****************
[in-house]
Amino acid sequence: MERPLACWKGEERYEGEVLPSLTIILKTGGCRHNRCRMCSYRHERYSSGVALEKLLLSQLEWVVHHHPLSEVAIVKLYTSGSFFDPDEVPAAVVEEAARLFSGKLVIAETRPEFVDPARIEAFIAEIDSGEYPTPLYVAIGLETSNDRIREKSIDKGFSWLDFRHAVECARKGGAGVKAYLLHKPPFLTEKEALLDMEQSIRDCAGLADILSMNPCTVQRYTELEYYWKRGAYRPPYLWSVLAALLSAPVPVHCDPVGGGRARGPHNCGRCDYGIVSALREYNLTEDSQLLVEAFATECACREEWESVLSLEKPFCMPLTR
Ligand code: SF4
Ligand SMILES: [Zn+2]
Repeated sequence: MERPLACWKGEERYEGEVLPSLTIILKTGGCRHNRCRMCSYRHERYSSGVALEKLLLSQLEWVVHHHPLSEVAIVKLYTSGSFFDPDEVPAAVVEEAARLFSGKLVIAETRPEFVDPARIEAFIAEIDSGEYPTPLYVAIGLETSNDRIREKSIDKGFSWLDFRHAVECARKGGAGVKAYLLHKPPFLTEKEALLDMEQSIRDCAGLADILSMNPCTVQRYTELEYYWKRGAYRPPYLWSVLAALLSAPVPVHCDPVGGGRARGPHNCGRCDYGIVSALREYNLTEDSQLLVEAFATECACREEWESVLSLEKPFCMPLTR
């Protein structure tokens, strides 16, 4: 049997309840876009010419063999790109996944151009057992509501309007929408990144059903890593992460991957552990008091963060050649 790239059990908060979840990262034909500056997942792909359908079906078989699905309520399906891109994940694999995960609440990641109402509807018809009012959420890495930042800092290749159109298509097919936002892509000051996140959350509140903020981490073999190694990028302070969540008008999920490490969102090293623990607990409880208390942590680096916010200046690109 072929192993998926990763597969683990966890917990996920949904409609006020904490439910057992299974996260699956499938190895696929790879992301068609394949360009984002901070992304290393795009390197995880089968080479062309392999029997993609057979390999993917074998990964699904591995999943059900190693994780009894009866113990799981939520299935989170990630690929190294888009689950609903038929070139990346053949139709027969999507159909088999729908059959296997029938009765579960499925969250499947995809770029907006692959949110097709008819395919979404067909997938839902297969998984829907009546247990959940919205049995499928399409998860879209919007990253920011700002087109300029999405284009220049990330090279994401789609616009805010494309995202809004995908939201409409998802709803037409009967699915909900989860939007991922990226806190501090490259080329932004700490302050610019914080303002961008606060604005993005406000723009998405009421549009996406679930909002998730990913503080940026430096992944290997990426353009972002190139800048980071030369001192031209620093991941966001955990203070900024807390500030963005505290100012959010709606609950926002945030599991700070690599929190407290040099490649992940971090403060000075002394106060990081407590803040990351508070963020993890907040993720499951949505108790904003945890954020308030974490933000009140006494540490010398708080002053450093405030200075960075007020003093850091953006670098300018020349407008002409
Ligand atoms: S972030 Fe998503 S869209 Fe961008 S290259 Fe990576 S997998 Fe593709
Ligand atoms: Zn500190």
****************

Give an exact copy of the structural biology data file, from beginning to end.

[in-house]
Amino acid sequence: MERPLACWKGEERYEGEVLPSLTIILKTGGCRHNRCRMCSYRHERYSSGVALEKLLLSQLEWVVHHHPLSEVAIVKLYTSGSFFDPDEVPAAVVEEAARLFSGKLVIAETRPEFVDPARIEAFIAEIDSGEYPTPLYVAIGLETSNDRIREKSIDKGFSWLDFRHAVECARKGGAGVKAYLLHKPPFLTEKEALLDMEQSIRDCAGLADILSMNPCTVQRYTELEYYWKRGAYRPPYLWSVLAALLSAPVPVHCDPVGGGRARGPHNCGRCDYGIVSALREYNLTEDSQLLVEAFATECACREEWESVLSLEKPFCMPLTR
Ligand code: SF4
Ligand SMILES: [Zn+2]
Repeated sequence: MERPLACWKGEERYEGEVLPSLTIILKTGGCRHNRCRMCSYRHERYSSGVALEKLLLSQLEWVVHHHPLSEVAIVKLYTSGSFFDPDEVPAAVVEEAARLFSGKLVIAETRPEFVDPARIEAFIAEIDSGEYPTPLYVAIGLETSNDRIREKSIDKGFSWLDFRHAVECARKGGAGVKAYLLHKPPFLTEKEALLDMEQSIRDCAGLADILSMNPCTVQRYTELEYYWKRGAYRPPYLWSVLAALLSAPVPVHCDPVGGGRARGPHNCGRCDYGIVSALREYNLTEDSQLLVEAFATECACREEWESVLSLEKPFCMPLTR
């Protein structure tokens, strides 16, 4: 049997309840876009010419063999790109996944151009057992509501309007929408990144059903890593992460991957552990008091963060050649 790239059990908060979840990262034909500056997942792909359908079906078989699905309520399906891109994940694999995960609440990641109402509807018809009012959420890495930042800092290749159109298509097919936002892509000051996140959350509140903020981490073999190694990028302070969540008008999920490490969102090293623990607990409880208390942590680096916010200046690109 072929192993998926990763597969683990966890917990996920949904409609006020904490439910057992299974996260699956499938190895696929790879992301068609394949360009984002901070992304290393795009390197995880089968080479062309392999029997993609057979390999993917074998990964699904591995999943059900190693994780009894009866113990799981939520299935989170990630690929190294888009689950609903038929070139990346053949139709027969999507159909088999729908059959296997029938009765579960499925969250499947995809770029907006692959949110097709008819395919979404067909997938839902297969998984829907009546247990959940919205049995499928399409998860879209919007990253920011700002087109300029999405284009220049990330090279994401789609616009805010494309995202809004995908939201409409998802709803037409009967699915909900989860939007991922990226806190501090490259080329932004700490302050610019914080303002961008606060604005993005406000723009998405009421549009996406679930909002998730990913503080940026430096992944290997990426353009972002190139800048980071030369001192031209620093991941966001955990203070900024807390500030963005505290100012959010709606609950926002945030599991700070690599929190407290040099490649992940971090403060000075002394106060990081407590803040990351508070963020993890907040993720499951949505108790904003945890954020308030974490933000009140006494540490010398708080002053450093405030200075960075007020003093850091953006670098300018020349407008002409
Ligand atoms: S972030 Fe998503 S869209 Fe961008 S290259 Fe990576 S997998 Fe593709
Ligand atoms: Zn500190």